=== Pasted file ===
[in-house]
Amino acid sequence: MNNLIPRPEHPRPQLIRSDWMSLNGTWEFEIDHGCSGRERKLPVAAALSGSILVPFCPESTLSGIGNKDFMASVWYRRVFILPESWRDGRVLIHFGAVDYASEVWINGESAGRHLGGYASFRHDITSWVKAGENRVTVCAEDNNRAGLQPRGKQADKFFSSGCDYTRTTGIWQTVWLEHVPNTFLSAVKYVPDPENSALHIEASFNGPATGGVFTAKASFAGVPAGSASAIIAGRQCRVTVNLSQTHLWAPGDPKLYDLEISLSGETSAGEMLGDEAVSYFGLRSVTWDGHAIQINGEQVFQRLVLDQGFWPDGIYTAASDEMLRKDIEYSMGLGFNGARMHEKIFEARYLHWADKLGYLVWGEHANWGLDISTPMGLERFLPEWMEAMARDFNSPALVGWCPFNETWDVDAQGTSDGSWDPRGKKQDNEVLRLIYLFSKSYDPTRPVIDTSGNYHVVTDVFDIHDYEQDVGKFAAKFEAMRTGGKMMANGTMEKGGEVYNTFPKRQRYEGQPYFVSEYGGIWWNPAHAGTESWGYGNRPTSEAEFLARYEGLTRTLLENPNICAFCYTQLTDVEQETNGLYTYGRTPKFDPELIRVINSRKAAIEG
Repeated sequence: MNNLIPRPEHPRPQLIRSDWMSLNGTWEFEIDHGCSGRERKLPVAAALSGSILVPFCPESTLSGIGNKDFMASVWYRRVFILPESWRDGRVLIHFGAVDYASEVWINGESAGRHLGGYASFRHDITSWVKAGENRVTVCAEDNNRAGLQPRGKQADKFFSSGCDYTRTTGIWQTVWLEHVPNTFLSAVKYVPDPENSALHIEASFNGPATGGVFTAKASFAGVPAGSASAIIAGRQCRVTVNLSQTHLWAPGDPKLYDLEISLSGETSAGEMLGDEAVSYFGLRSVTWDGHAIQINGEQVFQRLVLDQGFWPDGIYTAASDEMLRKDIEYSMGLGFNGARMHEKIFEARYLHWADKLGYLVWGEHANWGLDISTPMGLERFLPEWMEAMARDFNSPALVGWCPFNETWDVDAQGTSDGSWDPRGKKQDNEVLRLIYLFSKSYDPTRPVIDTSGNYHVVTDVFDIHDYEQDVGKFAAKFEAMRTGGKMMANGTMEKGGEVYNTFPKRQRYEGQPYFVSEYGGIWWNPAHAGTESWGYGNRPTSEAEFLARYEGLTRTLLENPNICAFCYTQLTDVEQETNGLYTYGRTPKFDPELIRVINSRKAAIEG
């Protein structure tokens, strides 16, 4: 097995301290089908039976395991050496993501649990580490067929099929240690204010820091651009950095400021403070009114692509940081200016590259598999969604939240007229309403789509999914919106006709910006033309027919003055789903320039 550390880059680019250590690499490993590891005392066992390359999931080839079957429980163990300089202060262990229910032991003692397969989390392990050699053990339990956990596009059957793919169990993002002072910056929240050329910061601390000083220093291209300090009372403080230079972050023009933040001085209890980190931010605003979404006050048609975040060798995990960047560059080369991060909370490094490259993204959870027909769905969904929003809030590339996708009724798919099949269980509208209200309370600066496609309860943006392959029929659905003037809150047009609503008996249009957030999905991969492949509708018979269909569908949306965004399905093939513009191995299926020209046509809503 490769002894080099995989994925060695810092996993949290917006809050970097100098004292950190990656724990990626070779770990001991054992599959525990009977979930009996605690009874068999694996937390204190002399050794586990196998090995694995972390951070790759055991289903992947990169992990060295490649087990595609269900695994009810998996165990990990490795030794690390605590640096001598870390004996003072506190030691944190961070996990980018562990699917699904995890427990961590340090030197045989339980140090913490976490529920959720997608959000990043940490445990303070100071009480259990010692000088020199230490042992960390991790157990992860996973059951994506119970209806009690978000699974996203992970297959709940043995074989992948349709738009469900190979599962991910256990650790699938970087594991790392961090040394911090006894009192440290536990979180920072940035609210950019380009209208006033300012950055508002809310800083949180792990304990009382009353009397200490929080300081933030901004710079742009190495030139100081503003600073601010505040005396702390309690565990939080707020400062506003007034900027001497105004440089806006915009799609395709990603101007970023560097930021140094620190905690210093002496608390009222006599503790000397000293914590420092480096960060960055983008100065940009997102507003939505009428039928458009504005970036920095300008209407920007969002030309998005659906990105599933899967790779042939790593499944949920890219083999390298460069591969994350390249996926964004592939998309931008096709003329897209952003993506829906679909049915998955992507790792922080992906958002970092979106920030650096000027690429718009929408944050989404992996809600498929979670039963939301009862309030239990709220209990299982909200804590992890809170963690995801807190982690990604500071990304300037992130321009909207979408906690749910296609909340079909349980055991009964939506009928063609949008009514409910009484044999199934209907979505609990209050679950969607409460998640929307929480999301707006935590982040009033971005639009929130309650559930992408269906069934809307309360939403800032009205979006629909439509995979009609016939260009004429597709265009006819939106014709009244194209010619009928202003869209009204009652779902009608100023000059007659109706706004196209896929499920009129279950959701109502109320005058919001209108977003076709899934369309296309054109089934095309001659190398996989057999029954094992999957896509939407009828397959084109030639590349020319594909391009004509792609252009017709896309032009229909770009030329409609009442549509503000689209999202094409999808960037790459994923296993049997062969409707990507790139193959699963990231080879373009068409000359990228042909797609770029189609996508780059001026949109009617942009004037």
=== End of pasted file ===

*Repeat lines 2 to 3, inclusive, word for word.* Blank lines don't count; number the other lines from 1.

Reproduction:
Amino acid sequence: MNNLIPRPEHPRPQLIRSDWMSLNGTWEFEIDHGCSGRERKLPVAAALSGSILVPFCPESTLSGIGNKDFMASVWYRRVFILPESWRDGRVLIHFGAVDYASEVWINGESAGRHLGGYASFRHDITSWVKAGENRVTVCAEDNNRAGLQPRGKQADKFFSSGCDYTRTTGIWQTVWLEHVPNTFLSAVKYVPDPENSALHIEASFNGPATGGVFTAKASFAGVPAGSASAIIAGRQCRVTVNLSQTHLWAPGDPKLYDLEISLSGETSAGEMLGDEAVSYFGLRSVTWDGHAIQINGEQVFQRLVLDQGFWPDGIYTAASDEMLRKDIEYSMGLGFNGARMHEKIFEARYLHWADKLGYLVWGEHANWGLDISTPMGLERFLPEWMEAMARDFNSPALVGWCPFNETWDVDAQGTSDGSWDPRGKKQDNEVLRLIYLFSKSYDPTRPVIDTSGNYHVVTDVFDIHDYEQDVGKFAAKFEAMRTGGKMMANGTMEKGGEVYNTFPKRQRYEGQPYFVSEYGGIWWNPAHAGTESWGYGNRPTSEAEFLARYEGLTRTLLENPNICAFCYTQLTDVEQETNGLYTYGRTPKFDPELIRVINSRKAAIEG
Repeated sequence: MNNLIPRPEHPRPQLIRSDWMSLNGTWEFEIDHGCSGRERKLPVAAALSGSILVPFCPESTLSGIGNKDFMASVWYRRVFILPESWRDGRVLIHFGAVDYASEVWINGESAGRHLGGYASFRHDITSWVKAGENRVTVCAEDNNRAGLQPRGKQADKFFSSGCDYTRTTGIWQTVWLEHVPNTFLSAVKYVPDPENSALHIEASFNGPATGGVFTAKASFAGVPAGSASAIIAGRQCRVTVNLSQTHLWAPGDPKLYDLEISLSGETSAGEMLGDEAVSYFGLRSVTWDGHAIQINGEQVFQRLVLDQGFWPDGIYTAASDEMLRKDIEYSMGLGFNGARMHEKIFEARYLHWADKLGYLVWGEHANWGLDISTPMGLERFLPEWMEAMARDFNSPALVGWCPFNETWDVDAQGTSDGSWDPRGKKQDNEVLRLIYLFSKSYDPTRPVIDTSGNYHVVTDVFDIHDYEQDVGKFAAKFEAMRTGGKMMANGTMEKGGEVYNTFPKRQRYEGQPYFVSEYGGIWWNPAHAGTESWGYGNRPTSEAEFLARYEGLTRTLLENPNICAFCYTQLTDVEQETNGLYTYGRTPKFDPELIRVINSRKAAIEG